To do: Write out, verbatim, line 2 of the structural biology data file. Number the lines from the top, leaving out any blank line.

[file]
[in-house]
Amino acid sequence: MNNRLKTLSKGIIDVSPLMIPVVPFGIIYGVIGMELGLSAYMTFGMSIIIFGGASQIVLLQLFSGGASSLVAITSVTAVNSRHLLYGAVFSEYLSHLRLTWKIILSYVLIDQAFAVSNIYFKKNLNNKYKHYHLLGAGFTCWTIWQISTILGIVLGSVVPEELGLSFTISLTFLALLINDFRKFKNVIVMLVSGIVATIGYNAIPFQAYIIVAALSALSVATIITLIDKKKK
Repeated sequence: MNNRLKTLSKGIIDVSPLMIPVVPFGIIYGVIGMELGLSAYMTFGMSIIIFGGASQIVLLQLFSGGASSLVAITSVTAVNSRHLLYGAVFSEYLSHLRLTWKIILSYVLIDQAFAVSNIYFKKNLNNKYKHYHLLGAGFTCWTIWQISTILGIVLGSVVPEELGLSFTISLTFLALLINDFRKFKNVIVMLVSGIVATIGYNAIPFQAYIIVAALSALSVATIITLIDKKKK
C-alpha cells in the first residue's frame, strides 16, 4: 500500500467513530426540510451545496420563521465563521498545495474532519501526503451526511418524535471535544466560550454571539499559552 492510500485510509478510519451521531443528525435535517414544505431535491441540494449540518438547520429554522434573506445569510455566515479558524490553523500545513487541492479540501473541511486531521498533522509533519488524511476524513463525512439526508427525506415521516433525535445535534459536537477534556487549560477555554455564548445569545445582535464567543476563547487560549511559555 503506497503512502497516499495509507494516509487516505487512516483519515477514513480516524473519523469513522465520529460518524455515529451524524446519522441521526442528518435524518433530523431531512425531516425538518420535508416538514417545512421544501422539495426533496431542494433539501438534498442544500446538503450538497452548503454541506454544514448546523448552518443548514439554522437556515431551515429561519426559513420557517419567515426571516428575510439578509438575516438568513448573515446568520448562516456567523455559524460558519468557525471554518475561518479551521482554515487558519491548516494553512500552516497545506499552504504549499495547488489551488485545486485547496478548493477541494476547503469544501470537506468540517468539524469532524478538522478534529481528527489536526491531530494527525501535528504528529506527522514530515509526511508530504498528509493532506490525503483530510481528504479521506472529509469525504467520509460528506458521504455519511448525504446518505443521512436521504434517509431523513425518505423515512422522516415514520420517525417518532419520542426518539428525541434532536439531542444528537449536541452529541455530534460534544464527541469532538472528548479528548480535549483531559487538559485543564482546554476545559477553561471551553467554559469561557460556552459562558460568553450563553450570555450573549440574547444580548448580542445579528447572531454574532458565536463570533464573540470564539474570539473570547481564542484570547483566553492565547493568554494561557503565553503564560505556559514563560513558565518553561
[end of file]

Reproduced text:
Amino acid sequence: MNNRLKTLSKGIIDVSPLMIPVVPFGIIYGVIGMELGLSAYMTFGMSIIIFGGASQIVLLQLFSGGASSLVAITSVTAVNSRHLLYGAVFSEYLSHLRLTWKIILSYVLIDQAFAVSNIYFKKNLNNKYKHYHLLGAGFTCWTIWQISTILGIVLGSVVPEELGLSFTISLTFLALLINDFRKFKNVIVMLVSGIVATIGYNAIPFQAYIIVAALSALSVATIITLIDKKKK